SR: Trevor and I both hit our points of a psychological challenge on Mount Adams. We started at 10 p.m. and finished up a little bit before 9 a.m., so the vast majority of the climb happened in the dark. We weren’t expecting but found a lot of wind that night. We were just out in these giant snowfields getting absolutely blasted by wind with no daylight for hours and hours after having knocked off a couple of pretty big days previously. He and I both got to the point where we were sleep skinning. Even the summit snowfield ended up being punchy and hollow crust and really terrible snow. The way the conditions, the environment and the snow quality all lined up, we both felt a little beat down.
WS: Were there any really memorable moments where you were super psyched and realized it was going to come together?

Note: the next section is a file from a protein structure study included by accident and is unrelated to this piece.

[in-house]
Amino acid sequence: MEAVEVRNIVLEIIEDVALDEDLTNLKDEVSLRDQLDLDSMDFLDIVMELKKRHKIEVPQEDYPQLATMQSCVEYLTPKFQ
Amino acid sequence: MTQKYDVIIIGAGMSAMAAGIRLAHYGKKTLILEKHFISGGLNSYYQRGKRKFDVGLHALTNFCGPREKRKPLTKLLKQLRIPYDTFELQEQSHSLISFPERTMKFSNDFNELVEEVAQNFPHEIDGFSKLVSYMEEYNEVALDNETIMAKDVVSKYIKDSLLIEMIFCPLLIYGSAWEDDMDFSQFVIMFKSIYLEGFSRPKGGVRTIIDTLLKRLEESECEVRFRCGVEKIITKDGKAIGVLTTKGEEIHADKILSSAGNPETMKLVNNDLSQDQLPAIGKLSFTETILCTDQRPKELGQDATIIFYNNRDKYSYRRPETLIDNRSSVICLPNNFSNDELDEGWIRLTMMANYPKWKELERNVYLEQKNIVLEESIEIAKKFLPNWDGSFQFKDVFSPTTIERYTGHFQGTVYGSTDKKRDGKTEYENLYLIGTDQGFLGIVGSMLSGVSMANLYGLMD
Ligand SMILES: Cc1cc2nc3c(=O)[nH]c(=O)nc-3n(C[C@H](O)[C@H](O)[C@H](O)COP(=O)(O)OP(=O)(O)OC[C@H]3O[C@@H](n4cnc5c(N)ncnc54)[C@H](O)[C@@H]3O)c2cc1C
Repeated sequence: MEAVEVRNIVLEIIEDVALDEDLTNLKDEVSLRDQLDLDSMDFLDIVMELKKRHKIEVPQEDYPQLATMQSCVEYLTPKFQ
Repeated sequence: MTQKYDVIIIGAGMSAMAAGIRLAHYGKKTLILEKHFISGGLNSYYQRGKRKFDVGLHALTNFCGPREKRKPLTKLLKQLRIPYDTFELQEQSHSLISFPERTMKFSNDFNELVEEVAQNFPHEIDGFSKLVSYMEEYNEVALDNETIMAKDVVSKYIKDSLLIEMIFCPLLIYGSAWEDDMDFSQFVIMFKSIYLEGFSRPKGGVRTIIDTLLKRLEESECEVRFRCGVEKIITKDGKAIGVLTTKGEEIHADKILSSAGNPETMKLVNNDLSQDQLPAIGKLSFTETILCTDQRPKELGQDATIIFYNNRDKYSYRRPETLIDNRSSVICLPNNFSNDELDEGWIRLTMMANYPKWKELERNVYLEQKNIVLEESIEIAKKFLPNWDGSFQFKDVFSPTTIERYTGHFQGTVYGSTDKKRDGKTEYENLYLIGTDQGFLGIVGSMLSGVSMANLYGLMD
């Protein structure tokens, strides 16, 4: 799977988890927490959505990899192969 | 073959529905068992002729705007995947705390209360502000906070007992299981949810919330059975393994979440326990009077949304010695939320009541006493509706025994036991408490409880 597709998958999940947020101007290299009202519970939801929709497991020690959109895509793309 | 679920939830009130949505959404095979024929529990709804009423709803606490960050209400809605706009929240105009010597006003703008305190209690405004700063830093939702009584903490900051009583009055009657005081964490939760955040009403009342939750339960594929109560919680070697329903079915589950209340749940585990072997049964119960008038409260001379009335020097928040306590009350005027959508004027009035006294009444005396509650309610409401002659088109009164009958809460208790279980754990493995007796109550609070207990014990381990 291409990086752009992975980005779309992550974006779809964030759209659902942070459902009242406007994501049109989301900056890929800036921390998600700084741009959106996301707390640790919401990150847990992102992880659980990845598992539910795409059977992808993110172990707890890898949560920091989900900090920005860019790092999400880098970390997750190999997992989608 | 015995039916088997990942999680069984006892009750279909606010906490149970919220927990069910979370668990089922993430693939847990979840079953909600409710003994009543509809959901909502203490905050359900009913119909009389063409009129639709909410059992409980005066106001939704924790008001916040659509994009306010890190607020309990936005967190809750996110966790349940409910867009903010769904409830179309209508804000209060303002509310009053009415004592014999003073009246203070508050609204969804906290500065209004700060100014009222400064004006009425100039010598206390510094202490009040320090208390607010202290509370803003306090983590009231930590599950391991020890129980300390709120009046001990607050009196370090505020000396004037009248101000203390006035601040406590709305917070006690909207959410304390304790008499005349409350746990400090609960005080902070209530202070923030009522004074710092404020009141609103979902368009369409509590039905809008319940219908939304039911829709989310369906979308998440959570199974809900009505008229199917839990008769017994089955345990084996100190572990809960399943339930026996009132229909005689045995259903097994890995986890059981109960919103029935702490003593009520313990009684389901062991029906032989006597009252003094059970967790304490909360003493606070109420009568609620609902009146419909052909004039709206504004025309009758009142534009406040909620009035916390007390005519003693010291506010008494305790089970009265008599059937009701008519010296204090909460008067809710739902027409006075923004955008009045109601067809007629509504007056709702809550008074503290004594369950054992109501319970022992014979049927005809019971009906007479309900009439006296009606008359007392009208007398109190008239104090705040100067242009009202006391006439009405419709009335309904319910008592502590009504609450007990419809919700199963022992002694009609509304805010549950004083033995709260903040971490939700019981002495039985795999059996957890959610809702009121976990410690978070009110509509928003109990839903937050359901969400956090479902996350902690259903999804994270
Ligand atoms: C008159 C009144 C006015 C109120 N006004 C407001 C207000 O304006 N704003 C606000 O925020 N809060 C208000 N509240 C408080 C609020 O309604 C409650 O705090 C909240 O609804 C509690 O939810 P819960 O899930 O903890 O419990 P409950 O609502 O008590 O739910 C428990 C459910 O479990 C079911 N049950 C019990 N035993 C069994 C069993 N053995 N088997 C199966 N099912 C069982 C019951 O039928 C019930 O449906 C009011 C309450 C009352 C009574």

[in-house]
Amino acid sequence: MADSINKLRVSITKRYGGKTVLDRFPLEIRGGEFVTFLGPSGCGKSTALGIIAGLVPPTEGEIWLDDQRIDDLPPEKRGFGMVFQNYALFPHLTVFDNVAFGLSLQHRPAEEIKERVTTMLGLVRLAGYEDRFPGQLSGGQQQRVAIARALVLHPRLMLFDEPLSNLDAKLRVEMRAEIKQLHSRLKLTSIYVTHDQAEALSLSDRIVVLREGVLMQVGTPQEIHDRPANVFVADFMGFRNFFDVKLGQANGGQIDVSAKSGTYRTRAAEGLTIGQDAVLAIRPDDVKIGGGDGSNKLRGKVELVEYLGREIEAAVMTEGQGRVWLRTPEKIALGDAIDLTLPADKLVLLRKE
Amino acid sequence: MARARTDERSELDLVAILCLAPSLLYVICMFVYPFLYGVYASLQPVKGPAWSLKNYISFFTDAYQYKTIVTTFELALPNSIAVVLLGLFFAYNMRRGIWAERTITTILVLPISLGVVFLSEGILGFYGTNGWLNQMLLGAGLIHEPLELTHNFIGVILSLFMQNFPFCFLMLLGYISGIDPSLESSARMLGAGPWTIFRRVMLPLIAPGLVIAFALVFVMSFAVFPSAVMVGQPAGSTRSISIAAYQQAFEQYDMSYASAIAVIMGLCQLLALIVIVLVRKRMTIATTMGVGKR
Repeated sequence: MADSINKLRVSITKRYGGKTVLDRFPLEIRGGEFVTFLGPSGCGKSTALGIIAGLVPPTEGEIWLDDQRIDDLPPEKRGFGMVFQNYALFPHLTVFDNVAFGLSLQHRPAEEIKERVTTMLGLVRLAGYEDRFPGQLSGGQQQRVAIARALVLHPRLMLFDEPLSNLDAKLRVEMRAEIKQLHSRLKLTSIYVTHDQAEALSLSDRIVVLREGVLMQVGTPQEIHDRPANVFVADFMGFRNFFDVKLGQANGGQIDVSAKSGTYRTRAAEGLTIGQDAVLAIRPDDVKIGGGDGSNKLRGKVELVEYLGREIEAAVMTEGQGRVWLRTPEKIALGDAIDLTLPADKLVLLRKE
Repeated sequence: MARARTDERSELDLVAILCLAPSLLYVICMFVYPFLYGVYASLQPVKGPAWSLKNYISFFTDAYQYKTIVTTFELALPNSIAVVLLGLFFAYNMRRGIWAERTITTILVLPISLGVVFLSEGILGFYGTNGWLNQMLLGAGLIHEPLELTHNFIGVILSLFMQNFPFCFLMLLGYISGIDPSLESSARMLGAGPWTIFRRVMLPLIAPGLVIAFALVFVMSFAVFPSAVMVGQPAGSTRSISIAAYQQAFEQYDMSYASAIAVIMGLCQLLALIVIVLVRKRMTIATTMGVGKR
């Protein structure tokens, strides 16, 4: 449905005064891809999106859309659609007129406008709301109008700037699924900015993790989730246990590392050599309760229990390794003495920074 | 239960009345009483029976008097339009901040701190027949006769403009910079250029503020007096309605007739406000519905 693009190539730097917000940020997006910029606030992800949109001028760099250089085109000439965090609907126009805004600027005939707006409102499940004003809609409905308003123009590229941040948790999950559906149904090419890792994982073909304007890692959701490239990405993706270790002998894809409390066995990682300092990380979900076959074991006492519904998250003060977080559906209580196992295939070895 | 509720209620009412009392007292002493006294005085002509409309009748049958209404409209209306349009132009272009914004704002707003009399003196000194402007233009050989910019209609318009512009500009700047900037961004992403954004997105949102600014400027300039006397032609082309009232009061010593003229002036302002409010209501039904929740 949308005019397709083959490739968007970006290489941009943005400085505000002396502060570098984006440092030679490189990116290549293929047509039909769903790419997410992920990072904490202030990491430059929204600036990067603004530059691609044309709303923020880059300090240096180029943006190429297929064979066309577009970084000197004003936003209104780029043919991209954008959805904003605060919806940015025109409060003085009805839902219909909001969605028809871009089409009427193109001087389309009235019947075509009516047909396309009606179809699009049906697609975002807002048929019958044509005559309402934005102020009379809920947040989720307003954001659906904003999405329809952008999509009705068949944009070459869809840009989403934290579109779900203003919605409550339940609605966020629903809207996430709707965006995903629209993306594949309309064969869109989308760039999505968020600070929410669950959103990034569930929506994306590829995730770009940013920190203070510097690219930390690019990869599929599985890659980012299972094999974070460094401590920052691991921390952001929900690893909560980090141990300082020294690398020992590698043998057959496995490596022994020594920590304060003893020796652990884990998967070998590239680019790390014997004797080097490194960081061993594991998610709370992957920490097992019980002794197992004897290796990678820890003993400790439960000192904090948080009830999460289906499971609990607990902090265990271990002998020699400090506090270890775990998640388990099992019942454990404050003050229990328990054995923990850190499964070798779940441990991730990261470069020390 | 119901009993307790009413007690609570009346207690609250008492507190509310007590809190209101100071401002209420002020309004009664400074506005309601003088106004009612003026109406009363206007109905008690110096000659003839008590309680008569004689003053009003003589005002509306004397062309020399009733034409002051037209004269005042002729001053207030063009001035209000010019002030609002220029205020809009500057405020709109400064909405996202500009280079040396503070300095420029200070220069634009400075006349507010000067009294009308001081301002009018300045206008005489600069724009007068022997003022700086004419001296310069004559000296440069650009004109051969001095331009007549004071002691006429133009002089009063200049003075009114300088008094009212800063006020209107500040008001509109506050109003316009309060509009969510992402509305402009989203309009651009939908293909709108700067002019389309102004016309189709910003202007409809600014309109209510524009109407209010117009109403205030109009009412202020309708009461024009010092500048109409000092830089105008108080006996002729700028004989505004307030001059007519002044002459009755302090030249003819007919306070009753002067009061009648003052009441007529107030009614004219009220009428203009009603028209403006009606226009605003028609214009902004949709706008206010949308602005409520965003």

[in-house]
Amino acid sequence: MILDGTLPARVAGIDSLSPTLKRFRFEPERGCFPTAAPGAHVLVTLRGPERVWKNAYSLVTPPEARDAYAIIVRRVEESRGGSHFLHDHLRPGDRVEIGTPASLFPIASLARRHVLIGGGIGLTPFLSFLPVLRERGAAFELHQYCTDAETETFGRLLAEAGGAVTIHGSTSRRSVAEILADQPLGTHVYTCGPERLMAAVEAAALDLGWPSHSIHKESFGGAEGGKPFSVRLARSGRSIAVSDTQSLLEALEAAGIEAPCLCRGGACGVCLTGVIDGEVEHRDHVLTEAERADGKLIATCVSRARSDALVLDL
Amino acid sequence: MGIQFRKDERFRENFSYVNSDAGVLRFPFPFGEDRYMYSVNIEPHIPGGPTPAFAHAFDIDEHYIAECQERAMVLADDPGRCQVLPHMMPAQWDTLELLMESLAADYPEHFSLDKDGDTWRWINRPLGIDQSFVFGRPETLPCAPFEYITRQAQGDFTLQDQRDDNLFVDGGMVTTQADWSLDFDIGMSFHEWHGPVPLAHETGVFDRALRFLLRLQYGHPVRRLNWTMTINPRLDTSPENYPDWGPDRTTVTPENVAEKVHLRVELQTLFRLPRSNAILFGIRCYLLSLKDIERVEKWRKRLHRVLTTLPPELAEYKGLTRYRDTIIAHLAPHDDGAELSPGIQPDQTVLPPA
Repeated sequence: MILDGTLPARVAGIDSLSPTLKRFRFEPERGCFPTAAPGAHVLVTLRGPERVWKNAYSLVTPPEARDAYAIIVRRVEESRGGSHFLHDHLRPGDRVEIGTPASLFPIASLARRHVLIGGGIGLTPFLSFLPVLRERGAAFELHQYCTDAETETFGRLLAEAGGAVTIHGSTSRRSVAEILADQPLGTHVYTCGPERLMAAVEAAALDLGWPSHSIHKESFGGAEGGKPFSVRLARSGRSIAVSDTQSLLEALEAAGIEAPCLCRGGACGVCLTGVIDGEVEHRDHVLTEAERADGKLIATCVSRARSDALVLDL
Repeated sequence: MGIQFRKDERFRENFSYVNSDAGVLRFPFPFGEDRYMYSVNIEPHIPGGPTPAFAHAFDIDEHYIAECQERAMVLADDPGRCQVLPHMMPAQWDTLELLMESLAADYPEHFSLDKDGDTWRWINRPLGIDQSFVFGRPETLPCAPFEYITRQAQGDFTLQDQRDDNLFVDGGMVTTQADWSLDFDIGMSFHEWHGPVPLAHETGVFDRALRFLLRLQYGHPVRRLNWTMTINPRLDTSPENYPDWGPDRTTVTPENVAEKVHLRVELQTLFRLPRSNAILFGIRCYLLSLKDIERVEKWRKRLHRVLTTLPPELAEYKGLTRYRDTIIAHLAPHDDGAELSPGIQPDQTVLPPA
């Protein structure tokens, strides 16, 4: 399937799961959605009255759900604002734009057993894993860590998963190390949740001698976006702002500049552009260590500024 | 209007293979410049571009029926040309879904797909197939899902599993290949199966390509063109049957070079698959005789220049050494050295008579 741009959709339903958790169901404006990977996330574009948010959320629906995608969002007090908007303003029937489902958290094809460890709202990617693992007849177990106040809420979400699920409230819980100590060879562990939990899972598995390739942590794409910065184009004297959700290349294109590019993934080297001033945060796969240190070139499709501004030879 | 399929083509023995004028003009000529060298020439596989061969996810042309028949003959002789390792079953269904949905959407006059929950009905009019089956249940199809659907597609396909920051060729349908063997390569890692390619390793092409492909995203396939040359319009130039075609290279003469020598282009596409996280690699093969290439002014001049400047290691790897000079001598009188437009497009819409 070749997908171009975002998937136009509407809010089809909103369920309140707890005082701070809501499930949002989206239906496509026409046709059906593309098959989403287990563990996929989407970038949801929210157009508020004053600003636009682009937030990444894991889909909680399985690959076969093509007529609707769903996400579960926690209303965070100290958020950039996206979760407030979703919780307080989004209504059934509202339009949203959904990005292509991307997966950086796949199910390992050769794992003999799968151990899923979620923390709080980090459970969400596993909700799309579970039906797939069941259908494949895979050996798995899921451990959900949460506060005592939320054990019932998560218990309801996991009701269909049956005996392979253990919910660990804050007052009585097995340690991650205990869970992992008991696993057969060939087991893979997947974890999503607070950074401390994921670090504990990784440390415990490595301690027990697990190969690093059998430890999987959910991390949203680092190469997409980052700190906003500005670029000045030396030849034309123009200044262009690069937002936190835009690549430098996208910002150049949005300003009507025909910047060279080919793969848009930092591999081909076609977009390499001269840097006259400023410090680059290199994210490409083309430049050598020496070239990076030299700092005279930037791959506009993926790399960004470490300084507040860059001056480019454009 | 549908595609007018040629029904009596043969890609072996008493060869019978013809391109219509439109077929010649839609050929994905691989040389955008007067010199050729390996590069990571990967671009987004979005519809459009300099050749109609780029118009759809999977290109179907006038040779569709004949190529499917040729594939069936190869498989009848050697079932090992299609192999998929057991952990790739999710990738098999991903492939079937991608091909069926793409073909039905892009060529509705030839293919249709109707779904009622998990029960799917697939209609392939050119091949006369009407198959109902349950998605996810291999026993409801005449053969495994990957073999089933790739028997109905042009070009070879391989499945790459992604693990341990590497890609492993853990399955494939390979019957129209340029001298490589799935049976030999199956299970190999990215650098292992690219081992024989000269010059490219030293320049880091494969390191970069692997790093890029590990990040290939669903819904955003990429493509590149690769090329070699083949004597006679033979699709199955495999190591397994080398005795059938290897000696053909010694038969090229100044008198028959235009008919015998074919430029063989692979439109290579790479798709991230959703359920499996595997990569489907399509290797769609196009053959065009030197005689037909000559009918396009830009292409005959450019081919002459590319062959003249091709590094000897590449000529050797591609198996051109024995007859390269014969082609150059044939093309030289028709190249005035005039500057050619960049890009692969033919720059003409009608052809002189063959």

SR: With some small exceptions, and that night on Adams being one of them, we stayed in the type one fun zone for the vast majority of the time. I think that was due to a number of things. We both came out with a really positive headspace and decided we were going to enjoy ourselves regardless of what happened and we were going to be happy to be there and thankful to have the opportunity. That paid dividends over and over. We also felt really good this time. Both of us not having succeeded in the past, we were pretty methodical in our planning and scheduling and as we went we were on or ahead of schedule every day. As that continued to be the case it built momentum in a really positive way.